I am a mid-level supervisor of a team of nine and oversee a shift of 30 at a public safety 911 dispatch center in a major metropolitan area. … In order to keep our operation running tight, we need to give our employees frequent informal feedback about their performance on a 911 call with a citizen, on the radio with a field unit, or on their interactions with a coworker. … Often when I approach these employees, they try and start the conversation off with “am I in trouble?” This happens in any setting, whether on the open operations floor, or if I call them into my office to discuss an incident. When they ask this, it kind of derails the conversation and I have to spend a moment reassuring them that I simply wanted to remind them of a policy, offer praise, or ask them why they chose a particular protocol. Some employees do this on almost every interaction with an authority figure.
There are ways for managers to mitigate this fear, at least to some extent. Managers should be aware that some employees will read an ominous subtext into requests to meet and make a point of specifying the topic when they can—like, “Could we meet this afternoon to discuss X?” or “Can you swing by when you have a chance to talk through the numbers on Y?” And in general, managers should set up a regular meeting structure including weekly or biweekly one-on-ones so that talking regularly is normalized and expected. (Regular meetings are great for lots of other reasons, too, like staying engaged with people’s work.)
But even then, there are still times when it won’t make sense to preview a topic ahead of time, as this manager explains:
I do occasionally schedule one-on-ones to talk about an important announcement that will impact people without telling them the topic ahead of time. Staffing changes are the most common reason, followed by circumstances that will result in someone being out suddenly for a period of time (such as a death in the family). It’s the kind of news you want to deliver live and have them hear the message and be able to ask their questions at the same time, so dropping it in the invite takes away a significant part of the purpose of meeting. Also, putting it in the invite creates so much space for speculation and between-the-lines readings that aren’t reality but take hold like kudzu.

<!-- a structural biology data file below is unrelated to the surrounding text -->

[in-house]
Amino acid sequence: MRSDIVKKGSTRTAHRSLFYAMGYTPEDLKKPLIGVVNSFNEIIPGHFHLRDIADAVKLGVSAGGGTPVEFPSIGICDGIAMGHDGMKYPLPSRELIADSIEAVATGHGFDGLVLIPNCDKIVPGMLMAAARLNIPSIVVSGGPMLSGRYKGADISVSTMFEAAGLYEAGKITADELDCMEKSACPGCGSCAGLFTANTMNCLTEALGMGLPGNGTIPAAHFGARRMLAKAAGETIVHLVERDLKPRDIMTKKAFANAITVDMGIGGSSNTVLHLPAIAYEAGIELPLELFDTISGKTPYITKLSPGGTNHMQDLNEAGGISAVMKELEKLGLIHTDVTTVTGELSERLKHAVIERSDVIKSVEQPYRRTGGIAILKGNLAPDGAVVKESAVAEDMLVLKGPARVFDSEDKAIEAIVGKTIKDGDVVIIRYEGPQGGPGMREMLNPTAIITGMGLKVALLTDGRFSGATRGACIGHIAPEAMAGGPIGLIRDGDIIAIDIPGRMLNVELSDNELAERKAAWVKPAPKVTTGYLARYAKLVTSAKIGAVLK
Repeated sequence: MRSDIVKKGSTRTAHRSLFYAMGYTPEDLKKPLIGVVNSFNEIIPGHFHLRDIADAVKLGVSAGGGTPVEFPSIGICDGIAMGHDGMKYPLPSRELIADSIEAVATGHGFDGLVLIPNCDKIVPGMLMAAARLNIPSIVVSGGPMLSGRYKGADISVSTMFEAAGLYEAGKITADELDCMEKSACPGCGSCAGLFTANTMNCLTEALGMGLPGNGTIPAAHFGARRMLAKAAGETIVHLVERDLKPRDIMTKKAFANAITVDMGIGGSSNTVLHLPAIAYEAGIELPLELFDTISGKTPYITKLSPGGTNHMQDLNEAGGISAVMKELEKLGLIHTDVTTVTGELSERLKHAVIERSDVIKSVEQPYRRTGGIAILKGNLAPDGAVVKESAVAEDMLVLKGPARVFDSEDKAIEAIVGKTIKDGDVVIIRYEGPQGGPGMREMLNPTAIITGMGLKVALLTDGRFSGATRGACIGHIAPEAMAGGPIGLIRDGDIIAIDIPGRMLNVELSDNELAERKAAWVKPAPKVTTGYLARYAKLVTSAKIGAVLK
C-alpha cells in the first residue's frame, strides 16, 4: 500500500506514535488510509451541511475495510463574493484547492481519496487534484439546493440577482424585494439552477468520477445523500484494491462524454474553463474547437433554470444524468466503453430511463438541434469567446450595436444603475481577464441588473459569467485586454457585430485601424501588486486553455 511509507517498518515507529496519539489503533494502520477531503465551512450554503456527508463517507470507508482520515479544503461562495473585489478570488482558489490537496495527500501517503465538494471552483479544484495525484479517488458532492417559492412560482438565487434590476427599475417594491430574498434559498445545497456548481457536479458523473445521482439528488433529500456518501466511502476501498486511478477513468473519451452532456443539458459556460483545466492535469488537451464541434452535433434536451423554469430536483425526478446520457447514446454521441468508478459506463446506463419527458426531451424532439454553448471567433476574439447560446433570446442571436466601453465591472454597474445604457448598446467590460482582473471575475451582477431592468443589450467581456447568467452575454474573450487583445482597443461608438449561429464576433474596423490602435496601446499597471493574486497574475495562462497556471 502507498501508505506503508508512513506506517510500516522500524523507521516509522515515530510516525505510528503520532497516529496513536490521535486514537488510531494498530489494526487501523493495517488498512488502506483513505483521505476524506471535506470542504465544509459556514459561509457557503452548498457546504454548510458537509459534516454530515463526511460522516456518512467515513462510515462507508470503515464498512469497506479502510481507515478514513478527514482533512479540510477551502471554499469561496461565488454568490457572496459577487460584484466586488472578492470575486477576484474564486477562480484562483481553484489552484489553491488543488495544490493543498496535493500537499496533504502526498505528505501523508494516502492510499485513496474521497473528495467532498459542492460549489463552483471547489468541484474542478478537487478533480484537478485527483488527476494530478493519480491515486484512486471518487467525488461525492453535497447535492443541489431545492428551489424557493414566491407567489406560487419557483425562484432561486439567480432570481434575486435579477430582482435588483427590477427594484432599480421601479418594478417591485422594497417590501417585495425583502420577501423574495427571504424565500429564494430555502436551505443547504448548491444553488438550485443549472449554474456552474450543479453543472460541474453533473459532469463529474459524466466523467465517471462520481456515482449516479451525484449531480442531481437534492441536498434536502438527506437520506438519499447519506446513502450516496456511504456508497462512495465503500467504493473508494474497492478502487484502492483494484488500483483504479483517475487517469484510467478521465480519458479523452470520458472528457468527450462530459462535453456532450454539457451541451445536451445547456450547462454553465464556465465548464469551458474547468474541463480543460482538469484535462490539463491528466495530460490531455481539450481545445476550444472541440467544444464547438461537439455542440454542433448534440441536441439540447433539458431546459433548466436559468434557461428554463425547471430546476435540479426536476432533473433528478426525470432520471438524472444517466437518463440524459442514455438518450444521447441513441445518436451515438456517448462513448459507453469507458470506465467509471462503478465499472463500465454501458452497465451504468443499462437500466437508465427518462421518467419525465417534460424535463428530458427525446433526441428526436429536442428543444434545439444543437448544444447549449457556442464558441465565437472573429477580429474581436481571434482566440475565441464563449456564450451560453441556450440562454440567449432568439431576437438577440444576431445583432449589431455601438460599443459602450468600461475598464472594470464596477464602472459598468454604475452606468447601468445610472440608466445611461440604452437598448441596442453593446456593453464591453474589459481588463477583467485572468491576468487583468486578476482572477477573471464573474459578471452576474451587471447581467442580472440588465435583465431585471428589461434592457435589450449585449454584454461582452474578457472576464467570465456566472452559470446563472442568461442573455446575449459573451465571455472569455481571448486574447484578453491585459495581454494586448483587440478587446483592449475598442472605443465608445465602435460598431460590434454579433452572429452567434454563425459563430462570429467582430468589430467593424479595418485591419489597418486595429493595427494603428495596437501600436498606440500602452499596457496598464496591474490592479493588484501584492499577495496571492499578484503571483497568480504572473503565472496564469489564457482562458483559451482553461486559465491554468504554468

In those cases, it’s helpful to at least lead into the purpose of the meeting fairly quickly so that people aren’t waiting and worrying about what the topic might be. (You don’t need to cater to this too much, of course; while you should do what you can not to freak out your employees, it’s also reasonable to assume that these are adults who can handle some uncertainty in the course of doing business.) Most of the time, though, a simple “I want to talk with you about X” will go a long way toward mitigating the anxiety of mysterious meetings.
And on the employee side, it helps to pay attention to what you know about your manager. Is she one to spring terrible feedback on you out of nowhere? What about other times when she’s asked to meet with you without any context? Has that typically led to bad news, or has it generally turned out to be more mundane, like “Can we look at the figures for the Johnson account?” Rather than letting anxiety have its way with you, it makes far more sense to look at what you actually know about your manager and how similar meeting requests have gone in the past.
If you can remind yourself that the previous time your manager called you into her office it was to ask you to take on a new assignment, and the time before that it was to show you a funny email, or that she told you last week that your work was going well, or that she’s always given you feedback in a fair, respectful way, or that this manager is not your previous terrible manager, that can allow you to unclench in the moment. If you do that consistently, over time it can even help you recalibrate your default reaction from fear to a calmer confidence.